WASHINGTON - Street demonstrations, teach-ins, vigils, and "freezes" are among the events planned for this weekend as part of a nationwide protest against what are widely perceived to be moves by the George W. Bush administration toward military conflict with Iran.
"Freezes," involving a large number of people standing in place for five minutes, are planned for key locations in New York City such as Grand Central Station and Penn Station, as well as Chicago's Millennium Park and Santa Monica, California.
The term and new form of street action derive from the state of U.S.-Iran relations. The Bush administration says Iran must freeze its uranium enrichment program in order to "defrost" relations between the two countries and avoid further sanctions.
Elsewhere anti-war and religious groups, students, trade unions, and others will participate in "Call to Action: No War with Iran" co-sponsored by New York-based United for Peace and Justice and Washington, D.C.-based Peace Action.
Actions are planned in such diverse locations as Champaign-Urbana, Illinois; Melbourne, Florida; Philadelphia; San Francisco; and Waterloo, Iowa.
Two thirds of Americans asked during a recent Gallup poll whether they favor diplomatic initiatives or military action against Iran said they wanted the U.S. government to pursue peaceful negotiations.
While demonstrators around the United States drive home that point, a high-ranking U.S. diplomat will attend a meeting Saturday in Switzerland with an Iranian diplomat -- a rare break with Bush administration practice that has largely shunned direct talks with Iranian officials.
William Burns will attend the Geneva meeting involving Iran and a group of European Union countries trying to break through the current impasse, but White House spokesperson Dana Perino has characterized Burns' presence as a "one-time U.S. participation."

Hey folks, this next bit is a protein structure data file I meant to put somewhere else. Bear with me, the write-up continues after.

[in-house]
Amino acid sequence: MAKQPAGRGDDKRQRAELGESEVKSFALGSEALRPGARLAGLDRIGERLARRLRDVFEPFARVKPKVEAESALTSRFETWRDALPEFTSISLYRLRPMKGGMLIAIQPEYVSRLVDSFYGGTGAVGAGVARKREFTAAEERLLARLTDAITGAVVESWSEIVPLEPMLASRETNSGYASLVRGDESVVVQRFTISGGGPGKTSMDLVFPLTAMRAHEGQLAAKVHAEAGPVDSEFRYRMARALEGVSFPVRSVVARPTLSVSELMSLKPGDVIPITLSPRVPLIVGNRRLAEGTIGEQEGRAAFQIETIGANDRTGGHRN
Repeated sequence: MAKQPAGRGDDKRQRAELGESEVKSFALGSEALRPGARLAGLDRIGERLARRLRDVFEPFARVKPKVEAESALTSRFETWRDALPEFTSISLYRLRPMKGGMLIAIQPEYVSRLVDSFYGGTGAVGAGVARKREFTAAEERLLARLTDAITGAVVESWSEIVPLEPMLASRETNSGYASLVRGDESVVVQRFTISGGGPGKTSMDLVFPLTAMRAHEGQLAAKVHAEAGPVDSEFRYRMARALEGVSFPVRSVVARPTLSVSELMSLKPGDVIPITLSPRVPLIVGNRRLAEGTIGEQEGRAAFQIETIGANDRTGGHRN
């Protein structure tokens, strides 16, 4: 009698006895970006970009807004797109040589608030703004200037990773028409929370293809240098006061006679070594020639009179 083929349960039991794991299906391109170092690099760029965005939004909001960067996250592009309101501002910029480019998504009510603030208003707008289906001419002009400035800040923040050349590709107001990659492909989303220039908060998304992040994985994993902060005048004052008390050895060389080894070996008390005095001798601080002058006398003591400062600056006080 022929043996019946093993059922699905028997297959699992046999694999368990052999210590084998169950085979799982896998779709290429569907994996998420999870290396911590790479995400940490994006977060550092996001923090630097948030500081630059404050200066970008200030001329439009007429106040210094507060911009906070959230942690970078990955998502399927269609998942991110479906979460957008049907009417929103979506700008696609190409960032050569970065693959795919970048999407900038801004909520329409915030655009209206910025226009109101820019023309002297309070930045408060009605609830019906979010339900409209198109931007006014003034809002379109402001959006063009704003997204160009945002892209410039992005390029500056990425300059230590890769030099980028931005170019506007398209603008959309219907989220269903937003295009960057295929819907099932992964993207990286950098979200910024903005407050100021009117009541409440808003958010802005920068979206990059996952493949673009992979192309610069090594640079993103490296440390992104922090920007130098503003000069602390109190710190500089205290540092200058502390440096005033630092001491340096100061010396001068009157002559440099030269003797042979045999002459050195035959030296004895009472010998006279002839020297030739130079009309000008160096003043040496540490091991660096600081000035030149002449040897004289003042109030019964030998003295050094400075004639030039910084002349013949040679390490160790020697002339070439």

The meeting is aimed at convincing Iran to accept a package of incentives offered last month by Western nations, in exchange for ceasing to enrich uranium.
To date Iran has rejected the package, and earlier this month held highly publicized missile tests to show its level of seriousness. At the same time, rumors were rife that Washington is working behind the scenes with Israel to prepare a military strike on Iran's nuclear facilities.
Some experts argue that these rumors, whether or not they are true, have a negative impact by fueling Iranian nationalism, entrenching the stance of President Mahmoud Ahmadinejad, heightening tensions, and ultimately leading to intransigence and events such as the Iranian missile tests.
Media reports suggest that a pro-Israel lobby group is pressuring Congress to impose a naval blockade on Iran, which would be considered an act of war.
In response, protestors in Columbus, Ohio plan a "Peace Boat Blockade" for Monday, involving a march on the offices of Republican Congressman Patrick Tiberi, who supports the blockade, carrying toy boats, submarines, and airplanes to "demonstrate the crazy policy that this blockade symbolizes."
The demonstrations are scheduled for Jul. 19-21. Following the series of street actions planned for Saturday and Sunday, Monday has been designated "Congressional Education Day." Protestors will lobby Congress to hold back plans for war with Iran.
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